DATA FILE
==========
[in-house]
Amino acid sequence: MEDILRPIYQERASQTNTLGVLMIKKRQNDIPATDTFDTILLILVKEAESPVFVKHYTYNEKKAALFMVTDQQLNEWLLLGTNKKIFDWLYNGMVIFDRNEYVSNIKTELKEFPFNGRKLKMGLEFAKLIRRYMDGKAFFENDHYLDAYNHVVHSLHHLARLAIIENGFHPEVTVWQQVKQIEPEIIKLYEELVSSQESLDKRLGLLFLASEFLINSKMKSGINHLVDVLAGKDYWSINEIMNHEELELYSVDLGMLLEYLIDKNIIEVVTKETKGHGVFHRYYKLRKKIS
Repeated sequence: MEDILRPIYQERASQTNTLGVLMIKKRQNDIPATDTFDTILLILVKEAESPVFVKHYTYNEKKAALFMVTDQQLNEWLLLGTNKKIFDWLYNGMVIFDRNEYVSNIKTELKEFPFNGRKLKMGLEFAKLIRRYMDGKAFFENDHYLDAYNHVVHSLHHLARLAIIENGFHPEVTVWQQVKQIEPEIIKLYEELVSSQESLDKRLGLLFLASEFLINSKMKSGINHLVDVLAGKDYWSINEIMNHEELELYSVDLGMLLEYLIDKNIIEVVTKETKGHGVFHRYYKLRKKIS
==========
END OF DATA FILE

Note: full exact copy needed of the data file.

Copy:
[in-house]
Amino acid sequence: MEDILRPIYQERASQTNTLGVLMIKKRQNDIPATDTFDTILLILVKEAESPVFVKHYTYNEKKAALFMVTDQQLNEWLLLGTNKKIFDWLYNGMVIFDRNEYVSNIKTELKEFPFNGRKLKMGLEFAKLIRRYMDGKAFFENDHYLDAYNHVVHSLHHLARLAIIENGFHPEVTVWQQVKQIEPEIIKLYEELVSSQESLDKRLGLLFLASEFLINSKMKSGINHLVDVLAGKDYWSINEIMNHEELELYSVDLGMLLEYLIDKNIIEVVTKETKGHGVFHRYYKLRKKIS
Repeated sequence: MEDILRPIYQERASQTNTLGVLMIKKRQNDIPATDTFDTILLILVKEAESPVFVKHYTYNEKKAALFMVTDQQLNEWLLLGTNKKIFDWLYNGMVIFDRNEYVSNIKTELKEFPFNGRKLKMGLEFAKLIRRYMDGKAFFENDHYLDAYNHVVHSLHHLARLAIIENGFHPEVTVWQQVKQIEPEIIKLYEELVSSQESLDKRLGLLFLASEFLINSKMKSGINHLVDVLAGKDYWSINEIMNHEELELYSVDLGMLLEYLIDKNIIEVVTKETKGHGVFHRYYKLRKKIS